Wednesday, January 06, 2010

Sarah Luczaj Reviews My eBook at the Counseling Resource Blog

Sarah Luczaj gave me a very kind review at the Counseling Resource blog. I am grateful to her for the generous review, and I am honored that a working therapist had such nice things to say about my book. You can buy the book (only $2.99, for the Kindle version or a PDF) by following the link on the sidebar.

To paraphrase Harryman, sometimes, stuff just happens. How we respond determines whether we use that stuff to grow flowers or just end up smelling bad…

Ten Behaviors for Coping with a Crisis
Photo by William Harryman

As good as his word, William Harryman delivers ten ways to respond to a crisis, which he sees as arising from getting “stuck in the process of change”, somewhere between who we were before the crisis happened and who we are afterwards.

I have been an avid reader of one of Harryman’s blogs, Integral Options Cafe, for a couple of years now. What I enjoy so much in the blog is amply present in this, his first e-book: clearly presented spiritual and psychological wisdom, a synergy of integral and Buddhist philosophy and practice, along with scientific research and cultural and political perspectives, all crackling with intelligence and awareness.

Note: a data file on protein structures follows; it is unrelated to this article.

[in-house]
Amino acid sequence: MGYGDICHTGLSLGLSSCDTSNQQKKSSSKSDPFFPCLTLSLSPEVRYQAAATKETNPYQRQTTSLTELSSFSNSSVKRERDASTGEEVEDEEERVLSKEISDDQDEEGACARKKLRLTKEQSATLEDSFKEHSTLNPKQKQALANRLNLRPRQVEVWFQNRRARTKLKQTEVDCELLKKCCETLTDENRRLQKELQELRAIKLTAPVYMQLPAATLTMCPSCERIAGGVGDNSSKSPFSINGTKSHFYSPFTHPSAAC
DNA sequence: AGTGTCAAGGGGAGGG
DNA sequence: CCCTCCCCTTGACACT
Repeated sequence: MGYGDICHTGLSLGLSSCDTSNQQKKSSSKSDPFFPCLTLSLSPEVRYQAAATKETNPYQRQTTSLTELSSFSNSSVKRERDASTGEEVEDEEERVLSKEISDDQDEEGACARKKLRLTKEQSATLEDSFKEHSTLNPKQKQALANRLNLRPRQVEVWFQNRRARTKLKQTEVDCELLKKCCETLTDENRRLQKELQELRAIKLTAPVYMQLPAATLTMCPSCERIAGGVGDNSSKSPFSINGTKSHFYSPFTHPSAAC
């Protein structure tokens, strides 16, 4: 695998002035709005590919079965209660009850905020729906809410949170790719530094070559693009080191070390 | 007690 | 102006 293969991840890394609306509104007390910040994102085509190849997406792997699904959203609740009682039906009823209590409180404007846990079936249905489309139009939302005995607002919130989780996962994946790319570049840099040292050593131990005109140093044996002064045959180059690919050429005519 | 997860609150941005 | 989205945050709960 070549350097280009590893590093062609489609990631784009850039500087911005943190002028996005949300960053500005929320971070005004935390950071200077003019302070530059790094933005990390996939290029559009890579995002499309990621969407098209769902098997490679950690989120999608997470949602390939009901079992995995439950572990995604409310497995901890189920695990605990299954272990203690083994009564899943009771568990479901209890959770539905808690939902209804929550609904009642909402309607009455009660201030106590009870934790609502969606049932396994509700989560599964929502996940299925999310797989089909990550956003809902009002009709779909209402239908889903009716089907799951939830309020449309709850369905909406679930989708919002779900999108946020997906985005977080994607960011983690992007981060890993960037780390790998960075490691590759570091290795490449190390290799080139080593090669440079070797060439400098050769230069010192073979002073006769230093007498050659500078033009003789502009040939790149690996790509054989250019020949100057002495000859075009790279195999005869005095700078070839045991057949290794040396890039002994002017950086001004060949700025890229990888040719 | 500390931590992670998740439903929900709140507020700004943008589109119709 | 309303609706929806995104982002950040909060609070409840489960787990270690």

The first behaviour, basic to the nine to follow, is “Start where you are” (also the title of a book by the eminent Buddhist teacher Pema Chodron [Amazon-US | Amazon-UK]). This short chapter reminds us that pain is a part of life, and opening our hearts to it and allowing it to “move through us” is the most effective and quickest way through. This may sound pretty abstract to someone in the midst of grief, but Harryman has been there:

When my father died I was thirteen years old and there was no one around to teach me how to mourn properly. The pain moved through my body very quickly, but after a few minutes I shut it down, not knowing how to be with that level of grief. Because I shut it off and did not let it move through me as it might have otherwise, I suffered for many years with anger and depression, both of which became a filter through which I viewed the world.

Letting the pain and emotions move through is easier said than done. It is hard to trust that you really do have all the resources you need to get through the situation, and not fall into depression and helplessness. It can be helpful to develop a certain distance to prevent yourself from being overwhelmed, a place from which to observe what is going on inside you. Chapter two explains the growth of an “Observer Self”, a part of us which can step back, see what is going on inside us and place it within a larger story. It allows us to stop identifying with the painful feelings as “me” and “relate to our pain, our fear, our anger [...] not relate from it.” A guided exercise, adapted from Wilber and from Assiologi (the founder of Psychosynthesis) leads us through the process of recognising, and experiencing, that “I have a body, but I am not my body; I have feelings, but I am not my feelings; I have desires, but I am not my desires; I have thoughts, but I am not my thoughts”. This leaves us with a spacious feeling of freedom and awareness.

Read the whole review.

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